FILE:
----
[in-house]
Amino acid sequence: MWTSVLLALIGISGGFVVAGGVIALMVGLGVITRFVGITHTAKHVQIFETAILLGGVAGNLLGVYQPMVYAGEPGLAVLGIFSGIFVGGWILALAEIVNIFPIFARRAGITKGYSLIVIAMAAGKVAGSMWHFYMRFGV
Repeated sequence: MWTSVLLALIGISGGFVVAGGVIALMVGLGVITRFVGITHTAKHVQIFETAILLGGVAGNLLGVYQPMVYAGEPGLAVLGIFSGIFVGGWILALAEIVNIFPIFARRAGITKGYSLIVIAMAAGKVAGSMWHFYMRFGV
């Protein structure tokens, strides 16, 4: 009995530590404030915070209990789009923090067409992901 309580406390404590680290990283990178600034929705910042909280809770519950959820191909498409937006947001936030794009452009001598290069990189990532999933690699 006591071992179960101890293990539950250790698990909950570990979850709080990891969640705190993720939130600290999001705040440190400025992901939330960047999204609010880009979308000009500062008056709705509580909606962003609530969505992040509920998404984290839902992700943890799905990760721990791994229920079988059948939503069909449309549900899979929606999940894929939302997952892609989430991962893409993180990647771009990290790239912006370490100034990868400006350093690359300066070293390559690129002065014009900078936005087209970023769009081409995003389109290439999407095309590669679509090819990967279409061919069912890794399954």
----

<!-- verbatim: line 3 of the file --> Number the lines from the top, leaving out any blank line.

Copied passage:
Repeated sequence: MWTSVLLALIGISGGFVVAGGVIALMVGLGVITRFVGITHTAKHVQIFETAILLGGVAGNLLGVYQPMVYAGEPGLAVLGIFSGIFVGGWILALAEIVNIFPIFARRAGITKGYSLIVIAMAAGKVAGSMWHFYMRFGV